I can't rightly call this a review, I haven't actually eaten there in three years (and Burke's never eaten there at all), though I have dined there many, many times. If I go back again I'll write a full review.
If I have to come to a single conclusion about La Fondue it's that the place is perfect for dining with folks who are normally frightened of fancy restaurants. The staff is young and personable, the food playful and simple (exotic enough to sound wild, but relatively tame on the tongue), the sauces are served in little dipping bowls set into racks, so the timid can sample or avoid at will, and the tastes are gentle, without much complexity.
Big salads, appetizer fondue (cheese), dinner fondue (grill, broth or wine boil), dessert fondue (milk, white or dark chocolate with your choice of liqueurs) leave you quite full. It's charming, the things they give you to dip into your fondues: apples, bread cubes, and for dessert, snickers bars and marshmallows.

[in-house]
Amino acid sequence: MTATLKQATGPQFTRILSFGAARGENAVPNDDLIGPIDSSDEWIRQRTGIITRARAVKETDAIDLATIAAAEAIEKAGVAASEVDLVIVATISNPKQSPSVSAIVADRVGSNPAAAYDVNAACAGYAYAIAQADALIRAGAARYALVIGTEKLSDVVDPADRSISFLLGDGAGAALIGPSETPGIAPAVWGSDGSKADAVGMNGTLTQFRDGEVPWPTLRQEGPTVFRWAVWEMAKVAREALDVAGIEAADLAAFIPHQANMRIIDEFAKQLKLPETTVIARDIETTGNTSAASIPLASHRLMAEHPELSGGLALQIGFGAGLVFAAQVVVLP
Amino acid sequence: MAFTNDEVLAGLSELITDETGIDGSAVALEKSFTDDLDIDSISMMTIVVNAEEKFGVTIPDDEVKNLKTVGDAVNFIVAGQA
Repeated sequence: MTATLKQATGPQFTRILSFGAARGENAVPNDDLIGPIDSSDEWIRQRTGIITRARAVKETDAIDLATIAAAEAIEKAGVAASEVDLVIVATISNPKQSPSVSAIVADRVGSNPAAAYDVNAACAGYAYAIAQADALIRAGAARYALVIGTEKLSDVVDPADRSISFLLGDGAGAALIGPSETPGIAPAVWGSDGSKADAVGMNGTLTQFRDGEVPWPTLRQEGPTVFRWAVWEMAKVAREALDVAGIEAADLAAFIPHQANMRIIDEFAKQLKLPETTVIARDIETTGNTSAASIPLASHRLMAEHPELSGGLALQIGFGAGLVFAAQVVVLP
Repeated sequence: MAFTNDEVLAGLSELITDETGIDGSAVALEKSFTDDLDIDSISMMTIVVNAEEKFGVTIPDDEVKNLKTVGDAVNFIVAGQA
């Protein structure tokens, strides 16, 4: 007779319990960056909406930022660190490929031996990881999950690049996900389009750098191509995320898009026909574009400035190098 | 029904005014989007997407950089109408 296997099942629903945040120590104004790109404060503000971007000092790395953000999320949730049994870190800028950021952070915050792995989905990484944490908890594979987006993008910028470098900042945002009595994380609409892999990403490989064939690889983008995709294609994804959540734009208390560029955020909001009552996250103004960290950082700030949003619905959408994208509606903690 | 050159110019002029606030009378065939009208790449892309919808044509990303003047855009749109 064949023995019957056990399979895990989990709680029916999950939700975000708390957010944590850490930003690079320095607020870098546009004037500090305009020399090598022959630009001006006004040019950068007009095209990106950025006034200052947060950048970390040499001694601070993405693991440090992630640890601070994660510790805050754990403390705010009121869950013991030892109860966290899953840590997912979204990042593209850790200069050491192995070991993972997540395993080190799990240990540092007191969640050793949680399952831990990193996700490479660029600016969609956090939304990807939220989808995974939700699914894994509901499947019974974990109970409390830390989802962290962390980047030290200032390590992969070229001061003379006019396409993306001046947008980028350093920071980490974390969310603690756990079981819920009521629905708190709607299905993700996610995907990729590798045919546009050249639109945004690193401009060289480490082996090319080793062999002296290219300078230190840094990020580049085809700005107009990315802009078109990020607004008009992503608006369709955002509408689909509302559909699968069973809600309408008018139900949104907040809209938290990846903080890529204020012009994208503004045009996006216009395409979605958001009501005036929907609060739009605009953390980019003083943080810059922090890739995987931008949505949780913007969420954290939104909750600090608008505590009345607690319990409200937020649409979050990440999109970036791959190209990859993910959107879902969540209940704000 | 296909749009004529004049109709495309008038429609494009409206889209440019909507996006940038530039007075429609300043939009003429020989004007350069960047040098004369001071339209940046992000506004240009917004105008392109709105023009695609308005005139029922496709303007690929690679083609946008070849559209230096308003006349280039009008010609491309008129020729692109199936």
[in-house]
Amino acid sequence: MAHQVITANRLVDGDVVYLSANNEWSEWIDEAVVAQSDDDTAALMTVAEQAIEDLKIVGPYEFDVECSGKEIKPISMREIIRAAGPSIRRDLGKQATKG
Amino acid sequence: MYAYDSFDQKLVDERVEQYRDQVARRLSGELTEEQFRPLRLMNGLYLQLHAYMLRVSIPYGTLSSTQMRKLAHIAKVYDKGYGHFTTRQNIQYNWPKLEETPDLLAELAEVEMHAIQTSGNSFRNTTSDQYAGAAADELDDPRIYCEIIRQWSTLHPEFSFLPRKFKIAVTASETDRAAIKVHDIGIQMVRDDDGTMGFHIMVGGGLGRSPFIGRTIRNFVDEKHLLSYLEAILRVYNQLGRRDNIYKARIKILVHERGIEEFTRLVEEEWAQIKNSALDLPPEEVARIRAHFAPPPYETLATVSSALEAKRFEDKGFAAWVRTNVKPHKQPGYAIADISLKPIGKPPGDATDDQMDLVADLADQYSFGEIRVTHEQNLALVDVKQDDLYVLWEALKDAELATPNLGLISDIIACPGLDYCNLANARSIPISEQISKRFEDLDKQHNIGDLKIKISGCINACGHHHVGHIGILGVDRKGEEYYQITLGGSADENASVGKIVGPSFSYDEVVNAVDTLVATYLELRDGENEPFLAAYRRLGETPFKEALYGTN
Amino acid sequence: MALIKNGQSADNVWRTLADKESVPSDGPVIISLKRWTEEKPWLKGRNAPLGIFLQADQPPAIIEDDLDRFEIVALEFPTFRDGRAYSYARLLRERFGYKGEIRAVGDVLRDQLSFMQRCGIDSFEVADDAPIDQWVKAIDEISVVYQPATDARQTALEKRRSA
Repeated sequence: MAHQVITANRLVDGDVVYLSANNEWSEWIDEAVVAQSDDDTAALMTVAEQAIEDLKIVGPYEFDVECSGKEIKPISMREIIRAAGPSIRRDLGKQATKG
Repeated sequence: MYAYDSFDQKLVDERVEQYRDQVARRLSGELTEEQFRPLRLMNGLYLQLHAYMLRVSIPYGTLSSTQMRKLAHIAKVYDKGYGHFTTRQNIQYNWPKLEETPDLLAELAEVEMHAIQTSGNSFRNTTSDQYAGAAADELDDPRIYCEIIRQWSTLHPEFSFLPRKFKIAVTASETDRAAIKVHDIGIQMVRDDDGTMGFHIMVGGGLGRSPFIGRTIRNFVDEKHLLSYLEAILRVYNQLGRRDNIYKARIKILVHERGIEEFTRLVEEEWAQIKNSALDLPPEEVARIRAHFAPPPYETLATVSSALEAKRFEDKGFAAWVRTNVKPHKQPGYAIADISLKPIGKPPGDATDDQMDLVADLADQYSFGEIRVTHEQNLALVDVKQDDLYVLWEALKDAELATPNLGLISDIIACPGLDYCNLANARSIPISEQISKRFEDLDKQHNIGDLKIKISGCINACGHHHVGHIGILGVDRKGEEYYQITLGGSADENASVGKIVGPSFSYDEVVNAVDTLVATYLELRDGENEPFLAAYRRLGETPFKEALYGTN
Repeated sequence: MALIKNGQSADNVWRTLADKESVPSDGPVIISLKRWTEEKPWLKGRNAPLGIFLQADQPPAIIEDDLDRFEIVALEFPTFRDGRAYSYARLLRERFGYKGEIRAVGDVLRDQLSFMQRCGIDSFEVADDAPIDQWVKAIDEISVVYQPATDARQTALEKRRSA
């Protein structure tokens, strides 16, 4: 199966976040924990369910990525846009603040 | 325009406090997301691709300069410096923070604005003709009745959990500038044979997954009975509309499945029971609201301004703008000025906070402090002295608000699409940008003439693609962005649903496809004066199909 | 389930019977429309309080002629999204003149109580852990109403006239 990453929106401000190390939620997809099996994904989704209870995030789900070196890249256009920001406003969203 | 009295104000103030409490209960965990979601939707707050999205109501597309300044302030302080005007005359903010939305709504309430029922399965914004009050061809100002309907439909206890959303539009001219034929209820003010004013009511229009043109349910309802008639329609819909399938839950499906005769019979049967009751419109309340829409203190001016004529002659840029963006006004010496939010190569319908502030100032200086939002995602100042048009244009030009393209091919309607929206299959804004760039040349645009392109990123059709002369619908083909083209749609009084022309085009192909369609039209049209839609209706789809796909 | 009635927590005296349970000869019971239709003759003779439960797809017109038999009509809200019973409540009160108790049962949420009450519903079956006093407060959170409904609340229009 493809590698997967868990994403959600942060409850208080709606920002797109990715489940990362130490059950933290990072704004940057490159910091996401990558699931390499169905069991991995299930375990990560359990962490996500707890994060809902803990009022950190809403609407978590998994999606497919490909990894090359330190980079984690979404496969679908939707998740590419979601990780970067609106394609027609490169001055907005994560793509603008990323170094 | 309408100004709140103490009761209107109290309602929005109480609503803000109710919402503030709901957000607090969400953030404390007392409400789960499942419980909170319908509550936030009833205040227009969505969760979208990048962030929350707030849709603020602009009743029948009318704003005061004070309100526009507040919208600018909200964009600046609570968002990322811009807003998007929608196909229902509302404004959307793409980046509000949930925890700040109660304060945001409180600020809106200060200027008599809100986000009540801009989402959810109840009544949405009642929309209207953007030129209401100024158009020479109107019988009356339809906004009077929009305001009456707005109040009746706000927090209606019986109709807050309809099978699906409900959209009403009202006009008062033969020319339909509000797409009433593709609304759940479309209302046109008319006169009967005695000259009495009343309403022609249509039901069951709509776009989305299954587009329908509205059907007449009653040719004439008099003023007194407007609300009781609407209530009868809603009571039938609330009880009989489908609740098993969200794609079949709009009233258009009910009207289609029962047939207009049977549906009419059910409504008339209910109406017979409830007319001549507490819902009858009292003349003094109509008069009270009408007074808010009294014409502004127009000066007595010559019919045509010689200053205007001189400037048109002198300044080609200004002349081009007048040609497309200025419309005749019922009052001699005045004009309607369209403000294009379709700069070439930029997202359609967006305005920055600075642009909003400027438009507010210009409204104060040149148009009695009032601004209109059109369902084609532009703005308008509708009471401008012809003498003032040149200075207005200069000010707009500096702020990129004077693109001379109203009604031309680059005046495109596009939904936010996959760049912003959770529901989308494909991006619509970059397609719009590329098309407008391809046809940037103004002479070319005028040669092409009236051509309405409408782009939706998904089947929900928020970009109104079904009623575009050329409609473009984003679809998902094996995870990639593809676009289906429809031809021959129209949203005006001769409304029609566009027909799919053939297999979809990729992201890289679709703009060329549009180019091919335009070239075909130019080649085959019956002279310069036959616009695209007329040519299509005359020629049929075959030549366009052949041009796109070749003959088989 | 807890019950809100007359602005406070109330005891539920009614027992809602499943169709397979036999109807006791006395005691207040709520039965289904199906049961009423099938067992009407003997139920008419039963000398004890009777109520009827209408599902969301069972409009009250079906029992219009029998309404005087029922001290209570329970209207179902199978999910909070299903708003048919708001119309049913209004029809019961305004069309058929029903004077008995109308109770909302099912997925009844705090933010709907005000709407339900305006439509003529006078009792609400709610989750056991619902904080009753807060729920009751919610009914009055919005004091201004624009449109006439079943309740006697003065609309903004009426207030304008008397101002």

It's a fun meal that costs a lot but is relaxed and "carnivalesque" enough to reassure the skittish.
But having said all that, I don't consider it a place to take an experienced diner. The price is too high and the novelty value too low for anyone used to high-end fooding.
Best fondue I've ever had. We started with the game platter and court bouillon, moved on to a cheese fondue made with scotch whiskey that was wonderful and there was a chocolate fondue for dessert. Costs an arm and a leg as you know, but you spend a long time at the table. The wine list is good too.
I've got to agree with the other reviewers. It's a little on the "theme" end but not too bad. But it's one of the best fondue restaurants I've been too - the choice of different cheese & chocolate fondues is a bonus. And if you go with more than 2 people, you get 1 choice for every 2 people (at least it was a few years back). Unlike the hot oil that most fondue restaurants have, La Fondue has a grill option which is nice.